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Is it GOOD Compost? Or Bad Compost?
Q. I have been going to the recycling center in Fairmount Park and bringing home buckets of their free compost. But as I listen to you more carefully I'm wondering if the compost is full of pesticides. An analysis from the soil lab at Penn State is posted at their website , but I don't know how to make sense of it. Can you help? I know I should just make my own. And I'm working on getting a worm bin set up!
---Lucinda in the Germantown section of Philadelphia
Ok—first: Nobody makes enough of their own compost! I have about 20 different 'systems' working—a giant circle of metal fencing filled with shredded leaves, smaller circles of welded wire filled with shredded leaves and coffee grounds, four black plastic composters with locking lids that are filled with shredded leaves that I mix kitchen waste into, an indoor stackable worm bin that processes most of my kitchen waste, and last summer's tomato cages that I filled with shredded leaves in the fall—and I'll barely have enough for my needs. In fact, I'll probably have to 'import' some myself this Spring for a special project I'm doing.
I have three local sources to choose from—a nearby garden center, a big mulch dealer that sells supposedly premium compost and my local municipal supply. I'm getting a five gallon bucket from each and giving them all the enhanced 'duck test'.
Retired University of Maryland compost guru Dr. Frank Gouin taught me the basic three-step duck test: "Does it smell like rich black soil? Does it look like rich black soil? And does it feel like rich black soil when you pick it up and squeeze it?"
If all three answers are yes, 'it's a duck'—aka good compost!
Over the years I added two other 'tests'—one to detect the persistent lawn grass herbicides that weren't around when I first spoke with Dr. Gouin and one I created to test for possible weed seeds. You fill two containers—regular plant pots with good drainage—with the compost. In one you plant a good amount of fresh seeds; be sure to count them. The other one you leave naked. Then you keep them at room temperature and water them every day. If the naked one stays naked, it's not weedy. If the seedlings germinate well—in the 80% range or higher—and the young plants look healthy, herbicides are not an issue.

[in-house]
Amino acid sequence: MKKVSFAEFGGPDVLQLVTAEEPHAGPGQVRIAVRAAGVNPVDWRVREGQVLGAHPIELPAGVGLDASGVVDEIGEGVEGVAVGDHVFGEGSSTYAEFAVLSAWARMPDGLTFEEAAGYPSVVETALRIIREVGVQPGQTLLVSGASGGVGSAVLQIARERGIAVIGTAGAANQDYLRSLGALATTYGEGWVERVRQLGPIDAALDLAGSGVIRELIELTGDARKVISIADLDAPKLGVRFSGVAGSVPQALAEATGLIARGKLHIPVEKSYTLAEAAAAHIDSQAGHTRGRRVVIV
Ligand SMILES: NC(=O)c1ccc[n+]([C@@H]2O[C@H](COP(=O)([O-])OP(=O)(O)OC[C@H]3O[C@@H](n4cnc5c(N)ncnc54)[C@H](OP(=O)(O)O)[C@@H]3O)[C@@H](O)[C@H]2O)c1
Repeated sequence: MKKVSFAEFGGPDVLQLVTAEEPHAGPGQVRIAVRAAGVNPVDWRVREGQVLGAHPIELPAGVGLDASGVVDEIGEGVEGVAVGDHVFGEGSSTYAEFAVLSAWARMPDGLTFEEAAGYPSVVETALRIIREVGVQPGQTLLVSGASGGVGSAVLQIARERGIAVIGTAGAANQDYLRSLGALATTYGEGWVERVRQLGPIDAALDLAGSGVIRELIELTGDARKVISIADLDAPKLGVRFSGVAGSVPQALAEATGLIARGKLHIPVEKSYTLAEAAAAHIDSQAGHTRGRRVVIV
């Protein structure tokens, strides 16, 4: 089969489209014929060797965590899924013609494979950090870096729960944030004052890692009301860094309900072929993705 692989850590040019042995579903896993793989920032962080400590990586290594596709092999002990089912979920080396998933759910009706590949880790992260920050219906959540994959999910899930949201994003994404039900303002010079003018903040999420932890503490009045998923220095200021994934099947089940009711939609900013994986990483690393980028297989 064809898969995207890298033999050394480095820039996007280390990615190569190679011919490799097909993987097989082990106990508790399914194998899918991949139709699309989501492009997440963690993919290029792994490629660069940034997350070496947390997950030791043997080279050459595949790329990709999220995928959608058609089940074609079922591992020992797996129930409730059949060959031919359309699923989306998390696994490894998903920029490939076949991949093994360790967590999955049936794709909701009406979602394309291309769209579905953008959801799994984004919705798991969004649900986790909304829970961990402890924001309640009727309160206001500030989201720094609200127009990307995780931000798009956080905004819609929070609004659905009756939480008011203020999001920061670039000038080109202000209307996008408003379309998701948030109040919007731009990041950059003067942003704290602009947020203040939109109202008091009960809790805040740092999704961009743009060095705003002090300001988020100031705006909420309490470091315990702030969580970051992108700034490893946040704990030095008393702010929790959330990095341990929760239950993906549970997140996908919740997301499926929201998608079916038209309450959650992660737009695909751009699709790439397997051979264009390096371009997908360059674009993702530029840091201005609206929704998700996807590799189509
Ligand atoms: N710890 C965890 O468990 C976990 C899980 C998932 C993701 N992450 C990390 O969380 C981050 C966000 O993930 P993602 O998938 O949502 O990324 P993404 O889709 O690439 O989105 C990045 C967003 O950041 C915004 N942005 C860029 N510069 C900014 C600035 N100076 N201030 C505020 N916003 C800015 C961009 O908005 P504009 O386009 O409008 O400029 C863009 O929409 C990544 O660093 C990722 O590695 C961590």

Pea and bean seeds are supposed to be the best indicators of herbicides, but the Penn State soil lab did a very similar germination test with the seeds of a classic cucumber variety—Marketmore 76. My advice is to use the freshest seeds you have on hand.
The results of that professional germination test? The compost scored 100! It sprouted just as many seeds and the seedlings were just as vigorous as seeds planted in a 'control' of a bagged soil-free seed starting mix. And that's what Al Rattie of the US Composting Council said was the most significant number on the 13 page report: The Philly compost grew seedlings perfectly. And if seedlings grow perfectly, everything else is almost certainly going to grow well. Seedlings are the canary in the coal mine; and Al said that that '100%' was really the only number he needed to see.
But the rest of the report did have what we'll call "listings of concern": Things like soluble salts, fecal coliform, lead, mercury, zinc—all very scary words. When I read them I yelled, "I don't want any fecal coliform or lead in my garden!"
Well good luck to me, because it turns out that they're present in every gram of soil on the planet. The Fairmount Park compost had 25 mg/kg of lead—the EPA limit is 300. "Fecal coliform" was 4.5 on a scale of one thousand EPA units allowed. So it could have been a poopy hundred times 'worse' and still be on the side of the angels.
My head was spinning trying to figure this stuff out. I looked up a lot of numbers on my own, but finally realized I also had to ask for help—and I'm the guy who wrote a best-selling book on compost and whose Tedx Talk on composting just passed 700,000 views on YouTube!
So my relative inability to immediately interpret these test results showed me that 'civilians' have almost no chance. And I reacted just as emotionally to line items like lead and arsenic, that in reality, were detected at levels the EPA and Composting Council consider "incredibly low". But they were just scary words and random numbers on a page without some kind of context.
So what's a poor gardener to do?
The enhanced duck test. Don't even think about using compost that smells bad or looks bad or that grows weeds or distorted seedlings.
Remember that all gardening is a crap shoot. There are no pristine areas left here on Krypton. And even compost that's only reasonably 'good' is still 100 times better than chemical fertilizer.
And read up on these important subjects! You'll find lots more info on these topics in our "A to Z Answers" section under C for 'Compost" and 'S' for Soil Tests.